While it is not advisable to rely upon chaga mushrooms alone to fight cancer, it may be beneficial when combined with other therapies, both conventional and natural.

#5. Chaga May Help Fight Diabetes

The polysaccharide content of chaga is not only good for its potential anti-cancer activity. They have also been investigated in a number of animal studies for their ability to lower blood sugar levels.

Preclinical research has uncovered chaga’s modes of action, at least in diabetic animals. According to this research, chaga reduces blood sugar levels, reduces blood lipids, increases insulin levels, inhibits inflammation, and reduces oxidative stress. Chaga also reduces insulin resistance so that cells are better able to take up and utilize dietary glucose [42-49].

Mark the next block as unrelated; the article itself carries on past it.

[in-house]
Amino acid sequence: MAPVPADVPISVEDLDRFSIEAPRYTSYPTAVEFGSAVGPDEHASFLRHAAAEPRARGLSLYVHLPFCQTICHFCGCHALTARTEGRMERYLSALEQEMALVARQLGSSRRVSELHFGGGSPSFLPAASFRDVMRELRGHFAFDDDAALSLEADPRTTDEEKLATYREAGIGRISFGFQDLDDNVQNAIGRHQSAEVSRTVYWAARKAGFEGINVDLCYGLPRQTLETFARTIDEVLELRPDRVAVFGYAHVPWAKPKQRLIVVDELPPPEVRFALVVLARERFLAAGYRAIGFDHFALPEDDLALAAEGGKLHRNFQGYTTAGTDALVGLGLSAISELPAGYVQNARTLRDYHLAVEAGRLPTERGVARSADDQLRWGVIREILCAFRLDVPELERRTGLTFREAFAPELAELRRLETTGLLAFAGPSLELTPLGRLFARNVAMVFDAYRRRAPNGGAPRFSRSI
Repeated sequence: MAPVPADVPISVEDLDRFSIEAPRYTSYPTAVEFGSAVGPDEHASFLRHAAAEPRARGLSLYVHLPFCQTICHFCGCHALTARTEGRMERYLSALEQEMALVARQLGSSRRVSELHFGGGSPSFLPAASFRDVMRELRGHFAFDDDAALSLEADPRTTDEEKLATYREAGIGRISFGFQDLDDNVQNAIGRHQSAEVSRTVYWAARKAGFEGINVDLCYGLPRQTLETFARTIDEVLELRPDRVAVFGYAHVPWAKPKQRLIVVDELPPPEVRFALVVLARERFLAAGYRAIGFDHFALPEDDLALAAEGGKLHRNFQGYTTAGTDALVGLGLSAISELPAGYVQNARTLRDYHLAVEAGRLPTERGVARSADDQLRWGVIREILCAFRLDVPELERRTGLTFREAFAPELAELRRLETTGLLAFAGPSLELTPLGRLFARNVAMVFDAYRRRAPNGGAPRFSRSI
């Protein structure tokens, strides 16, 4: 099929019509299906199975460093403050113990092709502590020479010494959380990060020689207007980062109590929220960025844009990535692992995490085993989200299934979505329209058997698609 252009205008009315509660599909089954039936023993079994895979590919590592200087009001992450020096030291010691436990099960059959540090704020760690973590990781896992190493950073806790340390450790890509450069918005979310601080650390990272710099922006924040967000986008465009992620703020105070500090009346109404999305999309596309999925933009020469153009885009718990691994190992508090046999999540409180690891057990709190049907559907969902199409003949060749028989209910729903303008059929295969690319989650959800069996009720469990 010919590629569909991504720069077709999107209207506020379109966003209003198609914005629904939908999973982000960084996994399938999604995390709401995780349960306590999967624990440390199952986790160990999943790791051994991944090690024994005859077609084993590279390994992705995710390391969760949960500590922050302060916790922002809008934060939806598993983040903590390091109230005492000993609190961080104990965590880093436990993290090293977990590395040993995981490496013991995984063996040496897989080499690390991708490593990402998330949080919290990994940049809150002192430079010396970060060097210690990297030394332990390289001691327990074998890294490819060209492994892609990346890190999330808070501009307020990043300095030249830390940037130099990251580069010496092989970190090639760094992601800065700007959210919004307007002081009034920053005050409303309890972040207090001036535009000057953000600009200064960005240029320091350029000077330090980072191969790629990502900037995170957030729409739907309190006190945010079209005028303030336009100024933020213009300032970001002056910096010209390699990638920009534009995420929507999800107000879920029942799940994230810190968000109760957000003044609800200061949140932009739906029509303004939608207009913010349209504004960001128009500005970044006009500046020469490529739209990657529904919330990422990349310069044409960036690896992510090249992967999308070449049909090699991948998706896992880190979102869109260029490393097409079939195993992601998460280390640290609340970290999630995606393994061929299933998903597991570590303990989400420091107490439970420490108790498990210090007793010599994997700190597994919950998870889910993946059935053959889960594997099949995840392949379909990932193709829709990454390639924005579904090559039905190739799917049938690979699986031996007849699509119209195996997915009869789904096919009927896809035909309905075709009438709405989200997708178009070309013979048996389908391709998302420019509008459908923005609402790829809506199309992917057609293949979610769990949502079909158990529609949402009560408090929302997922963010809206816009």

adjuvant therapy in both the prevention and treatment of diabetes

Additionally, a 2014 study [50] found that chaga had regenerative effects on beta-cells of the pancreas. Added to that, a 2016 study [51] found that chaga also helped to protect the beta-cells of the pancreas. Since pancreatic beta cells are responsible for the synthesis of insulin, researchers believe this protective effect may ultimately be beneficial to those with diabetes.

Another study found that chaga mushroom had a protective effect on the kidneys of diabetic mice. Diabetic nephropathy is the leading cause of end-stage kidney disease in those with insulin-dependent type 2 diabetes. A significant 30% to 45% of these patients eventually develop end-stage renal failure [52].

This particular study demonstrated that chaga eased renal fibrosis, inhibited inflammatory markers, increased sensitivity to glucose, and had kidney-protective effects on the animals in the study.